Category Archives: seasons
It’s the end of an era!
For the first time in many months I’ve had the confidence to go out (further than the local shops) on the bike without carrying any form of rain protection “just in case”. It’s mild, sunny, and blowing a vigorous breeze. I feel much better for a ride!
In another sign of spring, fresh rhubarb arrived in the shops several weeks ago (though I suspect it was grown by some not entirely natural process to be with us quite so early). Happy to see the season of good dessert ingredients brought forward.
 Possibly since last May, if you allow “rather get wet than wear waterproofs when its warm” as a form of rain protection in the summer months.
Earlier this week I met a huge articulated lorry on a country lane. It was carrying a big load of hay: something one might easily see on a tractor on that road, but not a big lorry. I was on the bike, but had to pull in at a passing place to meet it.
It’s a bit of a puzzle. What was a load of hay doing there in April, and why was it on a lorry whose natural environment should surely be the motorway? My best guess is that here it’s surplus to requirements after a much milder winter than in the past two years, but that someone in the drought-hit east or southeast of England needs to supplement their animal feed.
Last weekend our powers-that-be extended the official drought area to include us (southwest England) and the Midlands. That’s interesting, because water levels in our reservoirs, though rather low for April, are almost identical to where they were this time last year. With this week’s rain (heavy showers – classic April weather) they’ll creep up above where they were a year ago. So why have they declared us a drought area? Do they have plans to transport our water eastwards?
For the record, we have had three months of very dry weather from about the second week of January to a few days ago, including a couple of exceptionally warm and sunny weeks at the end of March. But following a very wet end to last year there was lots of ground water to feed the reservoirs and (coupled with seasonally low demand) stop them depleting.
WordPress isn’t allowing me to embed SouthWest Water’s relevant graph (and infuriatingly offers no clue why: I even checked for any metadata suggesting copyright might be an issue, but there is none). So here’s a link to our reservoir levels. Note that if you read this post after the end of 2012 the graph will no longer show what I’m talking about.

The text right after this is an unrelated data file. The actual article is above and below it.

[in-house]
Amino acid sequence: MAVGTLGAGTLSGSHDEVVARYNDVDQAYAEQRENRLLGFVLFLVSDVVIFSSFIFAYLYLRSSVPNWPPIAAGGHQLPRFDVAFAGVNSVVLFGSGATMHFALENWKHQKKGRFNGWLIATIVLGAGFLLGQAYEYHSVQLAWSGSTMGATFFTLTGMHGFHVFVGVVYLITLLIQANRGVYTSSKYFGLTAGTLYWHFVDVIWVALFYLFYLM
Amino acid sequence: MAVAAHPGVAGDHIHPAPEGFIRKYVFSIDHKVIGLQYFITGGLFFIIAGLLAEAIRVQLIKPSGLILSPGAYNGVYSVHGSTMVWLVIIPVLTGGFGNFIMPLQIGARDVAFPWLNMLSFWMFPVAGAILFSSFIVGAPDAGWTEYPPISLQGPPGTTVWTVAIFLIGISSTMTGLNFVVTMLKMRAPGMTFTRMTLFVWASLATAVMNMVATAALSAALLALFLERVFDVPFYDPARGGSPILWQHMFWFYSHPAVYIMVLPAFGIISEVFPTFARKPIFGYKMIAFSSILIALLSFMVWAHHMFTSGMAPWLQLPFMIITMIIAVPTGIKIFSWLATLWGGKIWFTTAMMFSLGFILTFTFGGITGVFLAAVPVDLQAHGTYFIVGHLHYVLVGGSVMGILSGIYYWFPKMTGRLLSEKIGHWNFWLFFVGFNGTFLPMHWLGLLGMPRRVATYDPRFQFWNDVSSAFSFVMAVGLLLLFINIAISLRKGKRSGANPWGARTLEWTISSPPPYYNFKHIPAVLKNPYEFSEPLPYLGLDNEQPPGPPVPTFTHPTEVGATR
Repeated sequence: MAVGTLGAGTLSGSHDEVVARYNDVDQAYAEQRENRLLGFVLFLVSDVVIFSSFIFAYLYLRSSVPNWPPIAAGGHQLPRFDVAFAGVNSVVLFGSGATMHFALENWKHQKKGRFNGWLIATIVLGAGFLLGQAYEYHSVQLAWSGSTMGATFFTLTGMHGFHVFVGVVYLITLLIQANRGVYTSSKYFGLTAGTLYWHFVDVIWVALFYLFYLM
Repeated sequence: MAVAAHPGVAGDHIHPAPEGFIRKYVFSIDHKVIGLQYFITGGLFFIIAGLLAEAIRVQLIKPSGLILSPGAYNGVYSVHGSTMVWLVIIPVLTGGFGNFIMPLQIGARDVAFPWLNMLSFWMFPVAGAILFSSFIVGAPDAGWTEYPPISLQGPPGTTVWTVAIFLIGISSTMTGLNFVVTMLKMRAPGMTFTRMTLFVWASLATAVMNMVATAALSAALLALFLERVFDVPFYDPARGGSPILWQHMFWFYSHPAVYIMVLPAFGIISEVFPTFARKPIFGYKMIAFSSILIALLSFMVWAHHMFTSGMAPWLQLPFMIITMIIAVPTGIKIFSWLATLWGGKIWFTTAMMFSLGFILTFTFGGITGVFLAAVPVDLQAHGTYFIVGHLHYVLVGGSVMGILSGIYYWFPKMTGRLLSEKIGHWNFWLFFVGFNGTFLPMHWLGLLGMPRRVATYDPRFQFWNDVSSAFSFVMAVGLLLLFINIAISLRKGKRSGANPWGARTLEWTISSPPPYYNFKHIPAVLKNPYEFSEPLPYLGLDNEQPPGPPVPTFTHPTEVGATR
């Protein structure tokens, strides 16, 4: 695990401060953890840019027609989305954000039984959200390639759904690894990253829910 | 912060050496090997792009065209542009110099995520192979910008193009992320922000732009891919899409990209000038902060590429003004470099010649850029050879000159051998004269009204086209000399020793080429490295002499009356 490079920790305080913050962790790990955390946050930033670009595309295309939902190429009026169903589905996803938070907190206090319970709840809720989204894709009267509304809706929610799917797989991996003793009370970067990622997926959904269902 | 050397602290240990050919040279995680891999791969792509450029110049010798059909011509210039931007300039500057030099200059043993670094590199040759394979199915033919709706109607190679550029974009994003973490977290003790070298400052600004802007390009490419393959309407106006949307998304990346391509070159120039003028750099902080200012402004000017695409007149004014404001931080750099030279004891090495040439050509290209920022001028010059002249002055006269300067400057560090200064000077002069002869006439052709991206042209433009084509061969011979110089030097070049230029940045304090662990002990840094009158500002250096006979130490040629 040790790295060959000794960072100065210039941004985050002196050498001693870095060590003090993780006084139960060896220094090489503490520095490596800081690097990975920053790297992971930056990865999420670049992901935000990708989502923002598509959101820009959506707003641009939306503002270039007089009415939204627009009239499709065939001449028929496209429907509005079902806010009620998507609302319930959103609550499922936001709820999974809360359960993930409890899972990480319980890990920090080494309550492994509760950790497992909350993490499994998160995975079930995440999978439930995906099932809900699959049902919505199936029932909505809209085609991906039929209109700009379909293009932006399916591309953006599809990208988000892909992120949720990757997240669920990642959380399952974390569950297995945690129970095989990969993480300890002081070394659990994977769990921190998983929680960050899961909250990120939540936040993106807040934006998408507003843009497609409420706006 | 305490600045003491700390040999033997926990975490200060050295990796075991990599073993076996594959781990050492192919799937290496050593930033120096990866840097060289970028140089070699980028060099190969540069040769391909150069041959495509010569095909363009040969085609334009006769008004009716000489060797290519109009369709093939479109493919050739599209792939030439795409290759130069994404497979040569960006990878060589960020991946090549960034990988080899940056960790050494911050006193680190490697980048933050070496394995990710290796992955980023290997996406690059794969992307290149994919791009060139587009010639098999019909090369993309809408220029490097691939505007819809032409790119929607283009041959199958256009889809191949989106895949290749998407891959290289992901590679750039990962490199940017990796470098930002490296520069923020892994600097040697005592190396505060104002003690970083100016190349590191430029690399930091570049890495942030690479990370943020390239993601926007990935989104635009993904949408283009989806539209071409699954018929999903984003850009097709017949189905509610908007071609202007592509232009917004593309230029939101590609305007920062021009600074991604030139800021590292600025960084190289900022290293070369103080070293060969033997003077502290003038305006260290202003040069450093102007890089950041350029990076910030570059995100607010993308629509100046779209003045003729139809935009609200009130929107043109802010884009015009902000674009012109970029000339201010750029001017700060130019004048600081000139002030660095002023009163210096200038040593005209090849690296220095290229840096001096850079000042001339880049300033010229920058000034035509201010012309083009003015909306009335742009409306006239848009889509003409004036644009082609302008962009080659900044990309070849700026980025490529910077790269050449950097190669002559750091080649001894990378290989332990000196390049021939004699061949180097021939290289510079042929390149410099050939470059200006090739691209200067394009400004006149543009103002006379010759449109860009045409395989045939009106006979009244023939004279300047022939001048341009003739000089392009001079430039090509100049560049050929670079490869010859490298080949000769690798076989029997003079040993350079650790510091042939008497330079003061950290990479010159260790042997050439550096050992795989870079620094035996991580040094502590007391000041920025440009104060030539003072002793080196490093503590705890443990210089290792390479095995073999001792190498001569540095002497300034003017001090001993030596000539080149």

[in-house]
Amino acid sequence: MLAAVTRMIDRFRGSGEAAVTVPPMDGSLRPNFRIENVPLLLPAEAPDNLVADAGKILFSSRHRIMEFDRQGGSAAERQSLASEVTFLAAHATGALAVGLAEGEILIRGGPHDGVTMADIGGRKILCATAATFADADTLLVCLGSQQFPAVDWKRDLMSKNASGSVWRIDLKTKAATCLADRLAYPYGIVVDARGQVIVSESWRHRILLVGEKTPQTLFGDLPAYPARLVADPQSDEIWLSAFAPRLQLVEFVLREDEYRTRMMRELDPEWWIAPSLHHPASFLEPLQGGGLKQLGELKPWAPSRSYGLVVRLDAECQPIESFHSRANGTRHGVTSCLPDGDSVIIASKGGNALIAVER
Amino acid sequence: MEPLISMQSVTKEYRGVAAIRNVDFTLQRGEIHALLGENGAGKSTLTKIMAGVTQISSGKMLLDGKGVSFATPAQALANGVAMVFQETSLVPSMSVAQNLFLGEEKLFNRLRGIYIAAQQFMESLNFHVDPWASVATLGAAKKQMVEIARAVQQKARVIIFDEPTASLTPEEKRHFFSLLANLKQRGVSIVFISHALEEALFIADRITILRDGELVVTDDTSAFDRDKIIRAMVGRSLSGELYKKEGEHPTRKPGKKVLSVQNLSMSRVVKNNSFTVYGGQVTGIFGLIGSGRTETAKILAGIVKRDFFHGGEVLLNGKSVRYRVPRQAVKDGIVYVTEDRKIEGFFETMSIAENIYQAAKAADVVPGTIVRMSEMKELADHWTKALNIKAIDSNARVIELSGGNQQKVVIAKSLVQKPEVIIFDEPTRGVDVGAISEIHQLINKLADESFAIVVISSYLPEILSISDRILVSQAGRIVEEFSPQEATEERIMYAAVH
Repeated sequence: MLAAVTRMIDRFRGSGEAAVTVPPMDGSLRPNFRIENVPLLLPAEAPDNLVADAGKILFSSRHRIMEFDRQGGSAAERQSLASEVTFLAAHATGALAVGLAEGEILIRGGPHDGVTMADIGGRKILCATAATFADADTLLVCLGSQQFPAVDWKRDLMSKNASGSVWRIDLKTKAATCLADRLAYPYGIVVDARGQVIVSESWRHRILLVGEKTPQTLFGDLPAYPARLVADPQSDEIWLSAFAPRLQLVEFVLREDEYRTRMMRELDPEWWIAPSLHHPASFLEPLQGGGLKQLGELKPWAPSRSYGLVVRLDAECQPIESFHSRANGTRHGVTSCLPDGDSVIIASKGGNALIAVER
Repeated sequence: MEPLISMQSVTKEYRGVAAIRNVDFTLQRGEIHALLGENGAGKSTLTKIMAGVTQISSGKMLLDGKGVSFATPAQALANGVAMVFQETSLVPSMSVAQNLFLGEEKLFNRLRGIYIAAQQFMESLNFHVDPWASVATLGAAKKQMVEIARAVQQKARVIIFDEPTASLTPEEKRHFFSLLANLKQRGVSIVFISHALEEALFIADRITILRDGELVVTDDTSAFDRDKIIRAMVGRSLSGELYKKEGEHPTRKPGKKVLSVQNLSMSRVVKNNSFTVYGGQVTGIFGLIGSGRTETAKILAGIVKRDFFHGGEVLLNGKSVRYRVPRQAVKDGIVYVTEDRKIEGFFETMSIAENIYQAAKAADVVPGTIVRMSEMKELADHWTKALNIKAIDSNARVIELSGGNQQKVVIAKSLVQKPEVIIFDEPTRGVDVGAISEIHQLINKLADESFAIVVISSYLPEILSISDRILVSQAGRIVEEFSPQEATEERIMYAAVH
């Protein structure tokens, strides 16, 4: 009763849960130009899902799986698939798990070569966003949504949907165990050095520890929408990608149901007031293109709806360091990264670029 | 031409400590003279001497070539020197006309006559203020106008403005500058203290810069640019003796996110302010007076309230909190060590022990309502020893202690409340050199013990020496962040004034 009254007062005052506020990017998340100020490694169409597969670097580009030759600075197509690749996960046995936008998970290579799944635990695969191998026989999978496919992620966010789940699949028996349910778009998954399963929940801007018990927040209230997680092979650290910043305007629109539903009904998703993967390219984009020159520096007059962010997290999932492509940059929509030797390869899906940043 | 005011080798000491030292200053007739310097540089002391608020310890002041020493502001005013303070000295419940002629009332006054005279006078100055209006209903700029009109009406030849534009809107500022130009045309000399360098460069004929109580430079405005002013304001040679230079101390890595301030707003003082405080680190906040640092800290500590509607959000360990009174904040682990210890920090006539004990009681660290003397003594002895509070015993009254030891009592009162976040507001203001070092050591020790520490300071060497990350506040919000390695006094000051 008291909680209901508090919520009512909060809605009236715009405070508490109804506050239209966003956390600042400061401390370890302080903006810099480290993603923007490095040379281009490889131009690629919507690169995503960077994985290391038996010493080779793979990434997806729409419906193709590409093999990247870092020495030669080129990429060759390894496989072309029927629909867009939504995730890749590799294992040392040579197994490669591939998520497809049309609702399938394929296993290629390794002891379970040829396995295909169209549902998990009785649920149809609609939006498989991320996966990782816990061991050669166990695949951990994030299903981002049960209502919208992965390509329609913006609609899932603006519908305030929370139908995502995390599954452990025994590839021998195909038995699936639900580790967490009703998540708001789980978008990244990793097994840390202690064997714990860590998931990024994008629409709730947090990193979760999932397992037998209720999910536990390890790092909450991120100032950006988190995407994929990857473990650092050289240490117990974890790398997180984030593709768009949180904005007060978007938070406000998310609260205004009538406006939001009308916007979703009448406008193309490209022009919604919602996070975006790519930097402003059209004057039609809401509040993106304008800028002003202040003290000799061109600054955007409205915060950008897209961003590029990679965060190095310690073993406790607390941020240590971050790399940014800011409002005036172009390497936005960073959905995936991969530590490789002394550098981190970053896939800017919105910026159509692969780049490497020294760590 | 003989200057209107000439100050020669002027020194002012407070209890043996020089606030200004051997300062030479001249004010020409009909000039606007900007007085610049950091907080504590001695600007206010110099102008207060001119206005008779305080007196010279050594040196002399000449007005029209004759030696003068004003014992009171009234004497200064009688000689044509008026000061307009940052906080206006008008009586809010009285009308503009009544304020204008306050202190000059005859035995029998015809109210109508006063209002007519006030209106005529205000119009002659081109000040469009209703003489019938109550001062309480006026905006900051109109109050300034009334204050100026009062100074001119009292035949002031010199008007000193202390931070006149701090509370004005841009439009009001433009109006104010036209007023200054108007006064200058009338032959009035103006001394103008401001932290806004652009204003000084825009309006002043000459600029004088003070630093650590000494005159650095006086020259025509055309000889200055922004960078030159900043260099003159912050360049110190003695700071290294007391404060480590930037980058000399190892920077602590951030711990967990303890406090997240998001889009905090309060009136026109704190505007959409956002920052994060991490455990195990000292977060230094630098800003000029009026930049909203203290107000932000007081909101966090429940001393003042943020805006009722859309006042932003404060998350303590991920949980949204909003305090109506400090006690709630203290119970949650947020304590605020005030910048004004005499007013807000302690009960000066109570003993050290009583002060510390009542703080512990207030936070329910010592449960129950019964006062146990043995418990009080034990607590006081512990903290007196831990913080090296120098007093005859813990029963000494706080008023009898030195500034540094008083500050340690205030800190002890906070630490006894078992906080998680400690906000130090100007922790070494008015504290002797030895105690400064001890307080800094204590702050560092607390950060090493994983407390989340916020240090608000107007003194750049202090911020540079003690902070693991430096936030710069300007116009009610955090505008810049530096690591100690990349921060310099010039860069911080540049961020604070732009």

This is unquestionably the worst time of year. It’s dark most of the day, and to make it worse people are burning coal, wood, and other things turning the air foul. This year remains thoroughly mild, in what may be a reversion to normal after two real winters.
And the season of humbug is in full swing. I can cope with a few stupid lights – even flashing ones. And a salvation army band (or whatever it was) in town playing lots of David Willcocks arrangements.
But the shops are a whole nother story. Not just the display of ‘seasonal’ crap, but bigger crowds than at other times. And that’s not gift shops, toyshops, or even clothes shops, it’s bloomin’ supermarkets. Do they all eat twice as much for the whole month of December?
I wonder if I can bunker down and live on tinned/frozen/miscellaneous longlife food for the next three weeks? Ugh
… the sheep on the edge of the moors are all clustered in the areas of shade.
… the heating on the bus apparently can’t be turned off!
This year’s Indian Summer is particularly striking, coming as it does not just after the equinox, but also after autumn seemed to have set in in earnest with some fairly serious wind and rain.
(For international readers, we Brits use the phrase Indian Summer to describe a spell of hot, sunny weather coming after summer is supposed to have ended. Just about late September it’s pretty usual).
By the calendar it’s spring. By the weather it’s high summer, with daytime temperatures well into the twenties and lots of sunshine. And our reservoirs were unusually low for the season even back in January and February, before (by some accounts) the driest March on record, and an April that thinks it’s June.
So you’d think spring produce would be in the shops. Yet my attempt to find spring onions just now failed to find any such thing in two greengrocers and one supermarket! As with most produce they’re usually in the shops in all seasons – either imported from distant parts or force-grown in artificial conditions when out of season. Yet now, nothing! Bah, Humbug.
More positively, I’ve got some nice firmly-in-season asparagus and rhubarb in the kitchen, and six months of continually-varying seasonal goodies ahead.
As for the weather, will it turn out like 2007 when a hot dry April was followed by heavy rain, with floods in parts of the country, in June/July? Or will this year be the big drought?
After a false start in February with about one day of warm, fine weather before it turned first wet and then much colder again, this time it seems to be here for real. Not quite warm yet, but about a week now of borderline T-shirt weather when out in the sun (of which there is now plenty).